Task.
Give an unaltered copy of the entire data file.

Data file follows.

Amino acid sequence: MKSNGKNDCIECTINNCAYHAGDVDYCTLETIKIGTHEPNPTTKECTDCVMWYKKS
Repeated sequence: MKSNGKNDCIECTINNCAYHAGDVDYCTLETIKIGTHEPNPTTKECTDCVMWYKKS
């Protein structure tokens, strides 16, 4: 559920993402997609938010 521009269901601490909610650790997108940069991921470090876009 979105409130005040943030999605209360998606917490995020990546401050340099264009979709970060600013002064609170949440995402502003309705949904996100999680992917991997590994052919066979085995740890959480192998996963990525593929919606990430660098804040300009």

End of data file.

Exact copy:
Amino acid sequence: MKSNGKNDCIECTINNCAYHAGDVDYCTLETIKIGTHEPNPTTKECTDCVMWYKKS
Repeated sequence: MKSNGKNDCIECTINNCAYHAGDVDYCTLETIKIGTHEPNPTTKECTDCVMWYKKS
């Protein structure tokens, strides 16, 4: 559920993402997609938010 521009269901601490909610650790997108940069991921470090876009 979105409130005040943030999605209360998606917490995020990546401050340099264009979709970060600013002064609170949440995402502003309705949904996100999680992917991997590994052919066979085995740890959480192998996963990525593929919606990430660098804040300009």